Sunday, May 26, 2024

SU to implement mandatory drug testing for tertiary levels, incoming freshmen

Silliman University is set to implement mandatory drug testing as a requirement for Higher Education Institutions (HEIs) once the face-to-face classes resume. This is pursuant to Commission on Higher Education (CHED) Memorandum Order No. 18, Series of 2018, all HEIs are required to have a Random Drug Testing Policy.

During a virtual meeting on Wednesday, April 21, the proposed guidelines were presented to the members of the Silliman community with the presence of the Dean of the SU Medical School and University Physician Dr. Walden Ursos, the Dean of Students Dr. Edna Calingancion, Head of the Student Organizations and Activities Division Mr. Abe Cadelina, and SU COVID-19 Response Team Secretariat Atty. Joshua Ablong. 

The student body was represented by the incumbent SU Student Government (SUSG) President Jose Paolo Echavez and Vice President Stef Ledesma, with members from the SUSG Students’ Rights and Welfare (STRAW) Committee, and several representatives from the various colleges and departments. 

According to Dr. Walden Ursos, the guidelines were given by CHED in 2018, and the university was set to implement these guidelines two years ago yet there were hindrances and delays, which prompted CHED to follow up on the university’s implementation.

“This (CHED Mandatory Drug Testing) will really reflect on the university’s autonomous status because Silliman has an academic autonomy but we are mandated to protect our students from health hazards, including illegal drugs,” Dr. Ursos stated.

According to the proposed guidelines, the purpose of this mandatory drug testing is to primarily protect members of the Silliman community from illegal drugs. It aims to enable the university to manage any drug-related incidents in coordination with the appropriate government agencies, including the rehabilitation of drug dependents that the university may identify.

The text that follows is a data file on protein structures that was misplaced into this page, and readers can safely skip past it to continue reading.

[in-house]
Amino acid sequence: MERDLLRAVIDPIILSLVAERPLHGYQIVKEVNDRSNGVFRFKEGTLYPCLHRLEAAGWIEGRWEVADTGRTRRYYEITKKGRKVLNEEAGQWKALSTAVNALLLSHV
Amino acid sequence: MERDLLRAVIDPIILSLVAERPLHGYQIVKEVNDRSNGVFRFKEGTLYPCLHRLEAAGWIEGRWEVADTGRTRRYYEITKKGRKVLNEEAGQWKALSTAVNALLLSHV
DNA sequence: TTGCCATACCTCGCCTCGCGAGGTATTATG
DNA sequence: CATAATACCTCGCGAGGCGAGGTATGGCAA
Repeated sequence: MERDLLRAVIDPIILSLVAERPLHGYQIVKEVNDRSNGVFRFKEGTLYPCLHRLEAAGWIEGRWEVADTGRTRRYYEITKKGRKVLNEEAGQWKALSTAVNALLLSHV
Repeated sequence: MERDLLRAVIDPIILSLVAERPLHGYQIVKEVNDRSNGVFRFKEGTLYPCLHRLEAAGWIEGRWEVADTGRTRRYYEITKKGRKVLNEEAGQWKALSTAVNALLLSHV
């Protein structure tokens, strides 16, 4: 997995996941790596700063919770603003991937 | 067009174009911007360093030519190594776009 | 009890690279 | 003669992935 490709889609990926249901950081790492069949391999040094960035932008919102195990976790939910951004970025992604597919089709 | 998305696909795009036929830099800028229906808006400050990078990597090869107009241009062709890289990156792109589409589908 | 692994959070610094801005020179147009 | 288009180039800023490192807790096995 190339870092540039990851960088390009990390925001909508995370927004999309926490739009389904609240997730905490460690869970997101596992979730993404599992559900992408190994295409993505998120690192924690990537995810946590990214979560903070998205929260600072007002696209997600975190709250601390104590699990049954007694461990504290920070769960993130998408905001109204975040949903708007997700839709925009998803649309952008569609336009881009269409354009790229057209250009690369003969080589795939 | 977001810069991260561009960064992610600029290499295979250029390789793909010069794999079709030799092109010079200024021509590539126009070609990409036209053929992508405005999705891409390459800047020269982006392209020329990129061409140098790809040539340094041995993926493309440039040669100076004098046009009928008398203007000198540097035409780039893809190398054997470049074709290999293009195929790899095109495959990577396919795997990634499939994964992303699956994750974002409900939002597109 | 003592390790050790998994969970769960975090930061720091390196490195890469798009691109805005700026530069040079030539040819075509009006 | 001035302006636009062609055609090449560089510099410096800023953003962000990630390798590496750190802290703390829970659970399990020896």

The drug testing will be done by DOH-accredited testing centers. This will be part of a new program that aims to educate the students on various health-related issues such as HIV/AIDS, Reproductive Health, Mental Health, and Lifestyle-related diseases, as part of the university’s “preventive or proactive” stance. 

Students are allowed to refuse, however, they will have to sign letters of consent proving that they do not agree to participate. 

According to Atty. Ablong, “the students may refuse (drug testing) but those who refuse, their names will be recorded and reported to a new drug-free committee in the university, with utmost respect and confidentiality.”

During the meeting, several student representatives showed their discontent regarding the issue. Maria Jaya Ariola, the chairperson of the SUSG STRAW Committee, cited the danger of the issue presented in relation to the various extra-judicial killings and Tokhang deaths linked to the drug war. 

The representatives also expressed their dissatisfaction when it was shown that students would shoulder the cost of these tests. It will be added in a new “Health Services” fee, in the students’ school fees, although it still needs approval by the Vice President for Finance and the Board of Trustees.

These proposed guidelines are already approved and will be added to the university’s student manual. It will also be posted on Silliman University’s social media sites. 


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